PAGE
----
Robert Deeble “Heart Like Feathers”
Deeble is one of those artists who think that they are Edward Hopper, when really they are more like Norman Rockwell. Darkness and alienation softened by cellos, by harmony vocals, real darkness, real alienation would be reflected right back; the harsh lights of the diner leave nowhere to hide.
These songs with their easily discernible melodies leave discursive spaces; comfort, respite from the world, Hopper’s Nighthawks are alone in public spaces, this music would knit them together and foster a sense of community and that was the job of Rockwell.
This takes nothing away from Deeble; his view isn’t apple pie and newspapers on the lawn, that’s not what I meant. ‘Eucharist’ shows him at his best, a subdued melody sketches the song in pencil, slowly it proceeds. Female vocals are added, the song continues to build, the religious theme solidifying as strings contrast with heavy drums (heaven and earth) the song is like a heady dark bloom. That’s the Rockwell - the constant return to the familiar, the community.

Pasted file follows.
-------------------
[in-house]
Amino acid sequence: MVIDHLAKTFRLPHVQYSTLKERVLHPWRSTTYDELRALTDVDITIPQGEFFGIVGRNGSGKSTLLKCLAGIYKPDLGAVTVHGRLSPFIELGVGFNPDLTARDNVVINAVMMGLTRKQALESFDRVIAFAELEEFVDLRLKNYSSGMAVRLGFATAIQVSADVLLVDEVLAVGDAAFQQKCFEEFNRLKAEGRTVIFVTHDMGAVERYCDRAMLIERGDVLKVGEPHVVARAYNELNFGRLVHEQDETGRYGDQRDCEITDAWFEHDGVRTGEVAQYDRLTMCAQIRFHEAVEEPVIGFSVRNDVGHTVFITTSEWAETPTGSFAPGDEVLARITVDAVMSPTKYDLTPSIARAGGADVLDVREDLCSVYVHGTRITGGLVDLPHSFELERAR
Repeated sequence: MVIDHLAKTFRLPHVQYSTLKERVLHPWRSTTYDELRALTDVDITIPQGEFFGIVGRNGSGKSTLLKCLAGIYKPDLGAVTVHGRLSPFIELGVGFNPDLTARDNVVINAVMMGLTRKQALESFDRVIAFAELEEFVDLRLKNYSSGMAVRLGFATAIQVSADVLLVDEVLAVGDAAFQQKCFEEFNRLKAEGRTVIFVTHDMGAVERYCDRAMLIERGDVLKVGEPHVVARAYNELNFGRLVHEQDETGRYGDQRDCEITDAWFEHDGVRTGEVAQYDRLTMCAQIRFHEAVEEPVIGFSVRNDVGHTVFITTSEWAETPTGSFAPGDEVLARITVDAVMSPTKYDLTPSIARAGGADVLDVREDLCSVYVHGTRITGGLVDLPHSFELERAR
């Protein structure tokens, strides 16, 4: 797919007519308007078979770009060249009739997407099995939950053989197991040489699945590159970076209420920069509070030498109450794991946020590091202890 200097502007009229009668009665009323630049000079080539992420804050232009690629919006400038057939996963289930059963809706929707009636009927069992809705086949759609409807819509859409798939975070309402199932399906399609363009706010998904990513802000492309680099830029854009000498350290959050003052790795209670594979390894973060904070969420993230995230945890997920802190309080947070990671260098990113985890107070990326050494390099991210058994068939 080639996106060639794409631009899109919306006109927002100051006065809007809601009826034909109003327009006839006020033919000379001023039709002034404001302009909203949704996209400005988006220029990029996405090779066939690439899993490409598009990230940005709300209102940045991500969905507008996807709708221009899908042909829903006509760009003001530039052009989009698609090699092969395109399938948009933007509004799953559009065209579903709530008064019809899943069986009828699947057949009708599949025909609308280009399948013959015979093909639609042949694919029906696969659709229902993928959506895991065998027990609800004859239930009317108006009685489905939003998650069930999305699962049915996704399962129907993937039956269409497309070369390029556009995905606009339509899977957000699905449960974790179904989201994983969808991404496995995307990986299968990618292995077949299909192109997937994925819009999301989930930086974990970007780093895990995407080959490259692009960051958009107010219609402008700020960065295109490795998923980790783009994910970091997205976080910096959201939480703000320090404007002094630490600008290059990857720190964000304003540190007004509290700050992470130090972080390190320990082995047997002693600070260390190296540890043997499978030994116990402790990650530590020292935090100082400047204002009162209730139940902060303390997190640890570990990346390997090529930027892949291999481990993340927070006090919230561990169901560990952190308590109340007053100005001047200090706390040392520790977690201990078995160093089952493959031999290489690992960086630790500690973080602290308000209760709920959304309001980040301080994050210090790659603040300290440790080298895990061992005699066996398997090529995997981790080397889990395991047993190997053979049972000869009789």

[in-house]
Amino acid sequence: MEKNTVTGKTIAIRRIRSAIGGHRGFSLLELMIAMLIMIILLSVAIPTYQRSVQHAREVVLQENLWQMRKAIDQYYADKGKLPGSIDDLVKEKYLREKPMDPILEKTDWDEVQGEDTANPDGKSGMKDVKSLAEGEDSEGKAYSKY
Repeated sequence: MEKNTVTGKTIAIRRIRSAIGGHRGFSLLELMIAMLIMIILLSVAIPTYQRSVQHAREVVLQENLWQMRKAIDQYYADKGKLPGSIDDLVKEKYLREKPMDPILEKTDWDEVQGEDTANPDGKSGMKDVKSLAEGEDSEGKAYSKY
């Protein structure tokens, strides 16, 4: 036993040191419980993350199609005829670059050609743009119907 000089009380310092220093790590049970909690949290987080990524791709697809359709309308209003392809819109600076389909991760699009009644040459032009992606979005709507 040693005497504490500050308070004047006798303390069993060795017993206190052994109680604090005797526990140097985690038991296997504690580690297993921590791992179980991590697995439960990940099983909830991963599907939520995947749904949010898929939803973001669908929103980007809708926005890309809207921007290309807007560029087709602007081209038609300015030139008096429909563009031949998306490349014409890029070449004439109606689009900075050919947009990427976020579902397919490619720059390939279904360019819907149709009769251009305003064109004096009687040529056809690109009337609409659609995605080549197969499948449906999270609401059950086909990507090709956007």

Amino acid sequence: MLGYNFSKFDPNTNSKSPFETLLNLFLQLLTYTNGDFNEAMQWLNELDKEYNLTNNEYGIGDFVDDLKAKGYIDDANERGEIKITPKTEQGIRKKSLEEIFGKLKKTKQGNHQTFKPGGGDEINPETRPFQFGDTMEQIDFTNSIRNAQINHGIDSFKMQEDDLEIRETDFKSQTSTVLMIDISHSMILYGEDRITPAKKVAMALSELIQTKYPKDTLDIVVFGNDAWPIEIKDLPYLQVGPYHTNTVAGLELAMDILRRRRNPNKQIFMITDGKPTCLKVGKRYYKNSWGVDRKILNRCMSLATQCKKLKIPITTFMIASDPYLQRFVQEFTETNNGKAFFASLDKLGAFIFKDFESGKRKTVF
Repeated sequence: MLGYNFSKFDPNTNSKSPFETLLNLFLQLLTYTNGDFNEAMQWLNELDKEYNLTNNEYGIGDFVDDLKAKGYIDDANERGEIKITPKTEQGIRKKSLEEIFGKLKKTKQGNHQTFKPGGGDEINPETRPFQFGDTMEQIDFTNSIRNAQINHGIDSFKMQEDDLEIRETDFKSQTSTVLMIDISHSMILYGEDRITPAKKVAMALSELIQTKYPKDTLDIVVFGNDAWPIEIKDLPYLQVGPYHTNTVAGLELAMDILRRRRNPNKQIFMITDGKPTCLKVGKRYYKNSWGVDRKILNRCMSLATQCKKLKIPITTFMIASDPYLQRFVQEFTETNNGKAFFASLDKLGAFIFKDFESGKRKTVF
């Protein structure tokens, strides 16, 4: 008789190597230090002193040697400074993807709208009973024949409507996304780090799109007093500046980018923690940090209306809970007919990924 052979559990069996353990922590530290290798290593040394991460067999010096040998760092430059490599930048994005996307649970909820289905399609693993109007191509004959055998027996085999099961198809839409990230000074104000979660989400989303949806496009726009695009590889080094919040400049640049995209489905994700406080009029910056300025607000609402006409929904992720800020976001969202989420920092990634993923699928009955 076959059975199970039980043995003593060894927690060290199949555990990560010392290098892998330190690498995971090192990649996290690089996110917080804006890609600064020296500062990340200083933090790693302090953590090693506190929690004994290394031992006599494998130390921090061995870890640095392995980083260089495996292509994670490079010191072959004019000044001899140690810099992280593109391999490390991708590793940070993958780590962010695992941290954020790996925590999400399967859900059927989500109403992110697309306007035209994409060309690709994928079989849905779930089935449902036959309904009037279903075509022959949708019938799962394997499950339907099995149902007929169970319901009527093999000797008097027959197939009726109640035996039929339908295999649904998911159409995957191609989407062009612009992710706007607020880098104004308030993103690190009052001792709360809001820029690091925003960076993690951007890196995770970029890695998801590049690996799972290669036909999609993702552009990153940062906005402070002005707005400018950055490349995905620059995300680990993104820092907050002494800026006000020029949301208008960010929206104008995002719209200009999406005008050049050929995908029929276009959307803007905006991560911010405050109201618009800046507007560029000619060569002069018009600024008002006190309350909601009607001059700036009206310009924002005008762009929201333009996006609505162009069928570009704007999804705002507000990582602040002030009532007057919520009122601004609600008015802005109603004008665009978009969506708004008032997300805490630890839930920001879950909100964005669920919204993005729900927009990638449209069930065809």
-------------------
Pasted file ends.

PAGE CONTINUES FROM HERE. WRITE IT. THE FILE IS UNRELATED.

The songs are dark and tight, instruments don’t play with individual personality, and they are bent to the will of the song. Deeble is from Seattle, my memories of Seattle are of greyness, of skies that push down to the ground, this could explain the sound. The beautiful silver and black illustration on the printed CD sleeve also continues this theme. Everything is part of a whole even when the guitars do spark a little on ‘The Colors of Dying’, it is under thunderous percussion that broods over everything. You won’t find Rockwell painting this kind of crepuscular scene, there’s hardly a hint of sunshine.
What sliver there is appears on the closing ‘Sunflower’ (with Victoria Williams adding vocals) which does speak of hummingbirds and gardens; rain is a shower not a downpour, strings are pizzicato instead of sawed, the song offers a tinge of dawn, of hope and that’s something in short supply in the works of Hopper (in his prime).